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Chivalry and Knighthood in Scotland, 1424–1513 (review)
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Katie Stevenson’s monograph delivers on the considerable promise of her doctoral thesis. It provides an excellent beginning in the examination of a universal medieval experience in a hitherto neglected Scottish context, as the introductory historiographical survey makes plain.

By taking Maurice Keen’s seminal definition of chivalry as its starting point – with a focus upon the inter-twined martial, aristocratic and Christian elements of the medieval chivalric ideal – this book presents a convincing thematic exploration of chivalry and knighthood in Scotland during the reigns of successive and strongly contrasted Stewart monarchs, James I to James IV. This approach aids the illustration of the author’s persuasive central thesis, that of a marked development in Scottish chivalry and knighthood during the fifteenth-century, driven almost exclusively by the Crown but also in response to Europe-wide military and humanist intellectual change. These influences placed an increasing emphasis on civic responsibility and royal service alongside the more ‘traditional’ ideals of individual martial prowess, noble lineage and Christian virtue.

Taken together, chapters two and three [‘Knighthood in Scotland’ and ‘The Bestowal of Knighthood and the Dubbing Ceremony’] paint a clear picture of the growing dominance and control by the Stewart monarchy of the creation and effective employment of knights and chivalric ideals. As in other kingdoms, ‘solemn court events’ like coronations often saw large numbers of Scottish knights dubbed and thus bound to the person of the king or the royal household, associations which were further strengthened throughout the fifteenth-century as monarchs drew upon such men as administrators and military captains. As Dr Stevenson shows, Scottish Crown events such as weddings, baptisms, battle-musters, tournaments, and even political assemblies like parliaments, saw nobles (and in turn their infant sons) elevated by the king or his guardians from esquire to knight – or even from knight to banneret or other honorific ranks. Yet dubbing was less frequent in Scotland on such occasions as judicial combats, the beginnings of a pilgrimage or in the pursuit of courtly love (the latter thus offering a marked contrast between Scottish and European characteristics of knighthood).

The author offers a compelling case, indeed, for viewing James I’s return from English captivity in 1424 as a watershed in terms of the Crown’s efforts to wrest control of chivalric ideals and European renown from such affinities as the Albany Stewarts and Black Douglases, a task then continued with renewed martial vigour by James II. However, in doing so, and in making impressive and judicious use of the often frustrating paucity of archival and printed evidence, a necessary limitation of any study with royal-reign parameters is revealed: that of the potential underplaying of alternative patrons of chivalry and knighthood in Scotland, here both before and after 1424. Prior to James I’s return, it had actually been a bold, confident time to be a Scottish esquire or knight in aristocratic or French royal service: thus the established, extensive and often informal lord-man networks of service, apprenticeship and non-royal dubbing which must have existed to facilitate this activity must surely have persisted long into the period under study.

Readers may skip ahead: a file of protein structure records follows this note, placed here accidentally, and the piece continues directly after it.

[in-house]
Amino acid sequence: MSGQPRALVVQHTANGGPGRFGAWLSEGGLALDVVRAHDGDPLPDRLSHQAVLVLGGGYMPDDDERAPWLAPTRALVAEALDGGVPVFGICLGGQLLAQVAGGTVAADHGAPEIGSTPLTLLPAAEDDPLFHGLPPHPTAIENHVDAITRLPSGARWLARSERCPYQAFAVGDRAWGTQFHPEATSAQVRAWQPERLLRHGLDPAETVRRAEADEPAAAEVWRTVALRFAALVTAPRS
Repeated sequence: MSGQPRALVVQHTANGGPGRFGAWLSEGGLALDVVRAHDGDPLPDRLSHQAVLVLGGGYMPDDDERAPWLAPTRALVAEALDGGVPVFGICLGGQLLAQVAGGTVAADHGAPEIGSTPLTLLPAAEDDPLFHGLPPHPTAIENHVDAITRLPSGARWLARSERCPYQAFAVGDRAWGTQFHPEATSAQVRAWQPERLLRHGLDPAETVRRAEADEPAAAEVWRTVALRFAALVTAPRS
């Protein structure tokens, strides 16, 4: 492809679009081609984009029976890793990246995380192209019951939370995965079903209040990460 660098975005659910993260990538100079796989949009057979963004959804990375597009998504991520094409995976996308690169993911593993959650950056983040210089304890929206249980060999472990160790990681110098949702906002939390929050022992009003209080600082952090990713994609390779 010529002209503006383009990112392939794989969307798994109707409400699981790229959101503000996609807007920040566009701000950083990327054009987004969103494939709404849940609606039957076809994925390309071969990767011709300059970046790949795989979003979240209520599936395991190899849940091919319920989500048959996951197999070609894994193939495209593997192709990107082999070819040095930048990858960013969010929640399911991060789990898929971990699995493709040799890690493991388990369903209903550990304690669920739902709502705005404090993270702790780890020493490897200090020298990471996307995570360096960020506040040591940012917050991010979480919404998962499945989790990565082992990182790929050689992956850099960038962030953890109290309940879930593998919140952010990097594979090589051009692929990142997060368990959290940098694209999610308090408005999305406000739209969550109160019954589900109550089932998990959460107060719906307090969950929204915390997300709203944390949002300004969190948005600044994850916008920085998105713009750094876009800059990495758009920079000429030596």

A similarly rewarding point of debate might be raised in consideration of the next – and strongest – chapter in this book, ‘Scottish Tournaments’, which builds on the exploratory work of Carol Edington. James I, taking his lead from Henry V of England, had no great love for the lists and held only one tournament at his favoured royal centre of Perth in 1433. But, as the author demonstrates, James II loved to joust and learnt a potent lesson from the tournament between Scots and Burgundians organised through Black Douglas connections and hosted at Stirling in 1448. Dr Stevenson makes the intriguing suggestion, too, that just as James II sought to destroy Douglas influence over Scottish chivalry, so he may have acted to reduce the power of the Sinclair earl of Orkney as a patron of knighthood and the commissioner of such chivalric text translations as the Constable Sir Gilbert Hay’s volumes on Armys and Knychthede in the 1450s. James III, however, neglected the skills of chivalric patronage, shunning the tournament and household noblemen and becoming the focus of satirical...



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